Joshua was a faithful and trusted advisor of the Jewish leader Moses, who considered him one of his most practical and capable allies during and after the Exodus. Although he is now mostly associated with his spying and scouting of Canaan, Joshua had already proven himself in military matters; assembling a Jewish militia which won a decisive victory against agitators.
Most of F. B. Meyers biography is concerned with Joshua's important role in establishing the first kingdom of the Jews. The sights and sounds he had encountered before and after his crossing of the River Jordan, and his discovery that Canaan was indeed a suitable place for permanent settlement, are discussed. Once the lands are settled, Joshua's award of an Ephraimite city, and his maturity in old age spent governing the fledgling province, are told.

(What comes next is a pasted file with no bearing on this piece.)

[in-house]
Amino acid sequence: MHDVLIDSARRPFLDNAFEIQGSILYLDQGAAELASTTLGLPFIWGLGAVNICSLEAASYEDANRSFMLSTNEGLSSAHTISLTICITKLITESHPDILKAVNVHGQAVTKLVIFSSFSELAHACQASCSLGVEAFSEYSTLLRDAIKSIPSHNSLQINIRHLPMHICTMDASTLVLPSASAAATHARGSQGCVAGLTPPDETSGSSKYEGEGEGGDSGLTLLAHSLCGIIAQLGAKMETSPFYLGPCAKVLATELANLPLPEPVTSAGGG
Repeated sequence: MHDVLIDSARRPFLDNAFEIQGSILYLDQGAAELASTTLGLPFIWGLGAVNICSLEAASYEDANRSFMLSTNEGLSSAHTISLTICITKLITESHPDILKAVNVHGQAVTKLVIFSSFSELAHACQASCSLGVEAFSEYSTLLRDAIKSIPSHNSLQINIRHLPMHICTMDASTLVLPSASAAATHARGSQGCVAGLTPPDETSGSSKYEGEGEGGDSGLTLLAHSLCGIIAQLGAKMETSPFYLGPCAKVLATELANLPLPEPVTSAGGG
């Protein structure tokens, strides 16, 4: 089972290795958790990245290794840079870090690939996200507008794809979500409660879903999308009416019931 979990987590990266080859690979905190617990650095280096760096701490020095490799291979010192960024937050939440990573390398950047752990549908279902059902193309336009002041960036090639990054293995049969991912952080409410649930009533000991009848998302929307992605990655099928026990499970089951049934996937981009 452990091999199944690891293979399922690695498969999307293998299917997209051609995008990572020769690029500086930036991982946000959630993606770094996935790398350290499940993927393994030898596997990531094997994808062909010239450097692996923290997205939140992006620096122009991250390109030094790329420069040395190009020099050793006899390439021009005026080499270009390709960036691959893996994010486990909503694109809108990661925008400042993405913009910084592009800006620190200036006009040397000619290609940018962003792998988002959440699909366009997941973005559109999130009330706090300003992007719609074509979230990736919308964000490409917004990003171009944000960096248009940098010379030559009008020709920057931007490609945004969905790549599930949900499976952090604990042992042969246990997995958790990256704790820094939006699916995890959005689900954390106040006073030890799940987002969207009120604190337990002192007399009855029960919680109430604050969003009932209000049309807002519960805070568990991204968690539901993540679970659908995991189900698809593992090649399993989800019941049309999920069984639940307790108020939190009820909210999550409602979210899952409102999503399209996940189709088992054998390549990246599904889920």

The author quotes the scripture regularly in his accounts, and portrays Joshua's human characteristics. We are immersed in the politics and circumstances of the time, that we better understand the personalities and motivations of this early era. F. B. Meyer also draws upon analyses of other theologians and writers, together with poetry, such that his biographic accounts are enriched.